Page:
He sauntered into that dressing room full strangers and let loose at all around him with his coruscating wit, oblivious to the fact that it was one v twenty. He took most pleasure in ‘hammering’ the chief executive, yours truly, showing absolutely no respect for that position. He couldn’t have chosen a better target as far as I was concerned. I needed to be ‘one of the lads’ in the dressing and his fun-filled abuse showed the lads that when I was there with them I was fair game and could give and take with the best of them with no repercussions.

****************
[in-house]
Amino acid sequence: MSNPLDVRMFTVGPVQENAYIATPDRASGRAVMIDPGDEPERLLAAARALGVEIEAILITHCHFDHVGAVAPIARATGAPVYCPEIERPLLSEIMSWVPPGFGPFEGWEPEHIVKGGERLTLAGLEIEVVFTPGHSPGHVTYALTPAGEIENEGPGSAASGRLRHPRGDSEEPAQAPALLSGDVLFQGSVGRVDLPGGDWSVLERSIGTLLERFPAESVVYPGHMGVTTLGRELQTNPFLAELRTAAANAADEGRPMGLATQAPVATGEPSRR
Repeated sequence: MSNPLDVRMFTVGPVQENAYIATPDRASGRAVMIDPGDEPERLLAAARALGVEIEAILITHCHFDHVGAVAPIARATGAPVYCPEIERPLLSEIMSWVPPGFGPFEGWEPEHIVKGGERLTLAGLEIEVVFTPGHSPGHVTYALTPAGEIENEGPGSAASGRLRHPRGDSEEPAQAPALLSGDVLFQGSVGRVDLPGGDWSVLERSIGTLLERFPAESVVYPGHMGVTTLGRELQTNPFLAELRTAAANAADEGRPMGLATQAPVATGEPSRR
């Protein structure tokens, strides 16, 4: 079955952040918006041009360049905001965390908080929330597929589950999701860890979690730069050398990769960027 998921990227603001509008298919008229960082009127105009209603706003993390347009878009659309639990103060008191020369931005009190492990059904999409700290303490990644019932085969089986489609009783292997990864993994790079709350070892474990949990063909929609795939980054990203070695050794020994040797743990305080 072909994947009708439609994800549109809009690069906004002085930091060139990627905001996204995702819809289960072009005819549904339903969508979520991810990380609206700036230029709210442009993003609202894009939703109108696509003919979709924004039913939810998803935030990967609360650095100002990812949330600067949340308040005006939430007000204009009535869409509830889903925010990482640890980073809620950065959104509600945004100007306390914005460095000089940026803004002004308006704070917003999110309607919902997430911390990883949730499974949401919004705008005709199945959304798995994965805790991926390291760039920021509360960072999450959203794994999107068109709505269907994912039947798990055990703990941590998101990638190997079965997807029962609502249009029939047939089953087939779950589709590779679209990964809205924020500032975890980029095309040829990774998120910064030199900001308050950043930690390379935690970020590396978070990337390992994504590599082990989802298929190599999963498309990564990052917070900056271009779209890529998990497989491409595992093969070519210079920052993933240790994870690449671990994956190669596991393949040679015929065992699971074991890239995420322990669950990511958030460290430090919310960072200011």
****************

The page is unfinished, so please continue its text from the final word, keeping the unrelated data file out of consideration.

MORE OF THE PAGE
Maybe it was a little different when the players came into my office later with any problems, but they understood the demarcation lines. Spenny whether or not he knew it, helped me a great deal in that grey area.He later went into management over in the US and soon enough the ultra-lively lad had turned into an almost unrecognisable ‘Captain Sensible’, not unlike the transformation that happened to Duncan Ferguson at Everton when he went on the coaching staff there.It was time to grow up and act in a more mature manner, but to be fair I really missed the hyperactive adolescent character. Once you met him you could never forget him and any Chelsea fan who came into his company probably felt the same. We should remember not just what he did on the field but also the effect he had in the dressing room during what were sometimes pretty hard times before the real glory days started.